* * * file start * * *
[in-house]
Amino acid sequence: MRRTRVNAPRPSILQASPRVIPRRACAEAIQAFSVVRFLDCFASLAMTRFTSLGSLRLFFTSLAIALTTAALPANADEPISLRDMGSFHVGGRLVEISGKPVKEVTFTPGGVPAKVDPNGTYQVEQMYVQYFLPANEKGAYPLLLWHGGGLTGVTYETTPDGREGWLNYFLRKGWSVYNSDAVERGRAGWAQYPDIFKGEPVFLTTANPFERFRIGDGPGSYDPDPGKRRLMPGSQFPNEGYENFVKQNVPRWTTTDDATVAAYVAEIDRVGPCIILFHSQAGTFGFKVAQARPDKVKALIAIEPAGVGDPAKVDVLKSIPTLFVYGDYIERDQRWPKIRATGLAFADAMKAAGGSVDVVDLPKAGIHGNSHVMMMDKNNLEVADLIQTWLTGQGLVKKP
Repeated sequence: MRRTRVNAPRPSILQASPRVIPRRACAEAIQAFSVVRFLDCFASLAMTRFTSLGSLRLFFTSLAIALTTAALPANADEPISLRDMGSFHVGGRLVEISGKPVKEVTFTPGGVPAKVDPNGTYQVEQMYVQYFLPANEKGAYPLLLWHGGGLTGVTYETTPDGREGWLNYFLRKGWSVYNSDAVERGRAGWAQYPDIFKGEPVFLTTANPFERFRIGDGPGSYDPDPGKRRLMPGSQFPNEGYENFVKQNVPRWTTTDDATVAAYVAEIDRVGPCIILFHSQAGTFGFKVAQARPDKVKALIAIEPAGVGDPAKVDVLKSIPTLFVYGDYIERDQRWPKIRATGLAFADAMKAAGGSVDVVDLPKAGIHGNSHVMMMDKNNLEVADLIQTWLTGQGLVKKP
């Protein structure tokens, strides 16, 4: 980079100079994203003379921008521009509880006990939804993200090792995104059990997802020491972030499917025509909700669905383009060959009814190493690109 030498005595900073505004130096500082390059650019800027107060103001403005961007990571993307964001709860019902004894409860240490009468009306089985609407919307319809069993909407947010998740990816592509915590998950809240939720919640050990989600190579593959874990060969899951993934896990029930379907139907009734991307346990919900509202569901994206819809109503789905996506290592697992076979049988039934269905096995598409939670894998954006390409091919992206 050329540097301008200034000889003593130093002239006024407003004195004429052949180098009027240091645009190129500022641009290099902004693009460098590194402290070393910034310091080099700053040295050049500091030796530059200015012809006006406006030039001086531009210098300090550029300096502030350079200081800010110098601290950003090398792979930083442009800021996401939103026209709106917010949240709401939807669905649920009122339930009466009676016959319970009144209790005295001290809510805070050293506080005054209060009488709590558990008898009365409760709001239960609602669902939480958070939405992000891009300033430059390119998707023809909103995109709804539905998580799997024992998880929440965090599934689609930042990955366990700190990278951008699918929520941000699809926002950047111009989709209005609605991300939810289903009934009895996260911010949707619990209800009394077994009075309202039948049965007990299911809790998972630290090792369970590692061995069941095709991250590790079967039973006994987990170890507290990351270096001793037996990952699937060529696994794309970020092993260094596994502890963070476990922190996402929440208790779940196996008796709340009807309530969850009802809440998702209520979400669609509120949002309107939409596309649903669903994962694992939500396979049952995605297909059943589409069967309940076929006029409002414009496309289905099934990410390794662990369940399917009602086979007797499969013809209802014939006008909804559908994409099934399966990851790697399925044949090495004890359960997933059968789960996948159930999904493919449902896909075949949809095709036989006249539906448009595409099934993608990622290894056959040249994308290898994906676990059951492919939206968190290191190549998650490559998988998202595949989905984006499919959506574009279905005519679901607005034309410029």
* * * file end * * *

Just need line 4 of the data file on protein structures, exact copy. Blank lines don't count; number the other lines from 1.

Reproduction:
């Protein structure tokens, strides 16, 4: 980079100079994203003379921008521009509880006990939804993200090792995104059990997802020491972030499917025509909700669905383009060959009814190493690109 030498005595900073505004130096500082390059650019800027107060103001403005961007990571993307964001709860019902004894409860240490009468009306089985609407919307319809069993909407947010998740990816592509915590998950809240939720919640050990989600190579593959874990060969899951993934896990029930379907139907009734991307346990919900509202569901994206819809109503789905996506290592697992076979049988039934269905096995598409939670894998954006390409091919992206 050329540097301008200034000889003593130093002239006024407003004195004429052949180098009027240091645009190129500022641009290099902004693009460098590194402290070393910034310091080099700053040295050049500091030796530059200015012809006006406006030039001086531009210098300090550029300096502030350079200081800010110098601290950003090398792979930083442009800021996401939103026209709106917010949240709401939807669905649920009122339930009466009676016959319970009144209790005295001290809510805070050293506080005054209060009488709590558990008898009365409760709001239960609602669902939480958070939405992000891009300033430059390119998707023809909103995109709804539905998580799997024992998880929440965090599934689609930042990955366990700190990278951008699918929520941000699809926002950047111009989709209005609605991300939810289903009934009895996260911010949707619990209800009394077994009075309202039948049965007990299911809790998972630290090792369970590692061995069941095709991250590790079967039973006994987990170890507290990351270096001793037996990952699937060529696994794309970020092993260094596994502890963070476990922190996402929440208790779940196996008796709340009807309530969850009802809440998702209520979400669609509120949002309107939409596309649903669903994962694992939500396979049952995605297909059943589409069967309940076929006029409002414009496309289905099934990410390794662990369940399917009602086979007797499969013809209802014939006008909804559908994409099934399966990851790697399925044949090495004890359960997933059968789960996948159930999904493919449902896909075949949809095709036989006249539906448009595409099934993608990622290894056959040249994308290898994906676990059951492919939206968190290191190549998650490559998988998202595949989905984006499919959506574009279905005519679901607005034309410029």